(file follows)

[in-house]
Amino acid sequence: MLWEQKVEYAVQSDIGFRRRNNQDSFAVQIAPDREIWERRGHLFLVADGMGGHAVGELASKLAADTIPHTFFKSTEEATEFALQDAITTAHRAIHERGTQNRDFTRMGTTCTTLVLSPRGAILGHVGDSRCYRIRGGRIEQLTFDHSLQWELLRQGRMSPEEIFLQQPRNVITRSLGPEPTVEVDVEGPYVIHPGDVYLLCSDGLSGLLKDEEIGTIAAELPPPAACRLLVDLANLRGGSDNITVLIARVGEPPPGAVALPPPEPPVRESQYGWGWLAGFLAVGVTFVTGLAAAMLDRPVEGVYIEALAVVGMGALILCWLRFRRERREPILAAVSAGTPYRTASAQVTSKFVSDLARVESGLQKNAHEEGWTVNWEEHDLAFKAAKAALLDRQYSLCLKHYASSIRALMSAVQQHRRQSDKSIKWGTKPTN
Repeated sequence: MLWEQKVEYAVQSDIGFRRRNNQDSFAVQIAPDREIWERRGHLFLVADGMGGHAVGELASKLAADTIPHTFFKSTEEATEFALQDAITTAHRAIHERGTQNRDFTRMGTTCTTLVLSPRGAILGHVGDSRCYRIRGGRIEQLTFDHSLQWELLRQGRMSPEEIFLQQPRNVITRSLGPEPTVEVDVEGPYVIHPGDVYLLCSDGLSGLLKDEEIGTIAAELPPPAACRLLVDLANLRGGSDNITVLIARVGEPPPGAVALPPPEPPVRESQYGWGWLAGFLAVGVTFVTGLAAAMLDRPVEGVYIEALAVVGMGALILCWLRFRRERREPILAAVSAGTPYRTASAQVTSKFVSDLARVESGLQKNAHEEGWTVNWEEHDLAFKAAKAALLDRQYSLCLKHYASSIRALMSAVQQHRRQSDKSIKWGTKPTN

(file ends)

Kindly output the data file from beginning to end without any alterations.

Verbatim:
[in-house]
Amino acid sequence: MLWEQKVEYAVQSDIGFRRRNNQDSFAVQIAPDREIWERRGHLFLVADGMGGHAVGELASKLAADTIPHTFFKSTEEATEFALQDAITTAHRAIHERGTQNRDFTRMGTTCTTLVLSPRGAILGHVGDSRCYRIRGGRIEQLTFDHSLQWELLRQGRMSPEEIFLQQPRNVITRSLGPEPTVEVDVEGPYVIHPGDVYLLCSDGLSGLLKDEEIGTIAAELPPPAACRLLVDLANLRGGSDNITVLIARVGEPPPGAVALPPPEPPVRESQYGWGWLAGFLAVGVTFVTGLAAAMLDRPVEGVYIEALAVVGMGALILCWLRFRRERREPILAAVSAGTPYRTASAQVTSKFVSDLARVESGLQKNAHEEGWTVNWEEHDLAFKAAKAALLDRQYSLCLKHYASSIRALMSAVQQHRRQSDKSIKWGTKPTN
Repeated sequence: MLWEQKVEYAVQSDIGFRRRNNQDSFAVQIAPDREIWERRGHLFLVADGMGGHAVGELASKLAADTIPHTFFKSTEEATEFALQDAITTAHRAIHERGTQNRDFTRMGTTCTTLVLSPRGAILGHVGDSRCYRIRGGRIEQLTFDHSLQWELLRQGRMSPEEIFLQQPRNVITRSLGPEPTVEVDVEGPYVIHPGDVYLLCSDGLSGLLKDEEIGTIAAELPPPAACRLLVDLANLRGGSDNITVLIARVGEPPPGAVALPPPEPPVRESQYGWGWLAGFLAVGVTFVTGLAAAMLDRPVEGVYIEALAVVGMGALILCWLRFRRERREPILAAVSAGTPYRTASAQVTSKFVSDLARVESGLQKNAHEEGWTVNWEEHDLAFKAAKAALLDRQYSLCLKHYASSIRALMSAVQQHRRQSDKSIKWGTKPTN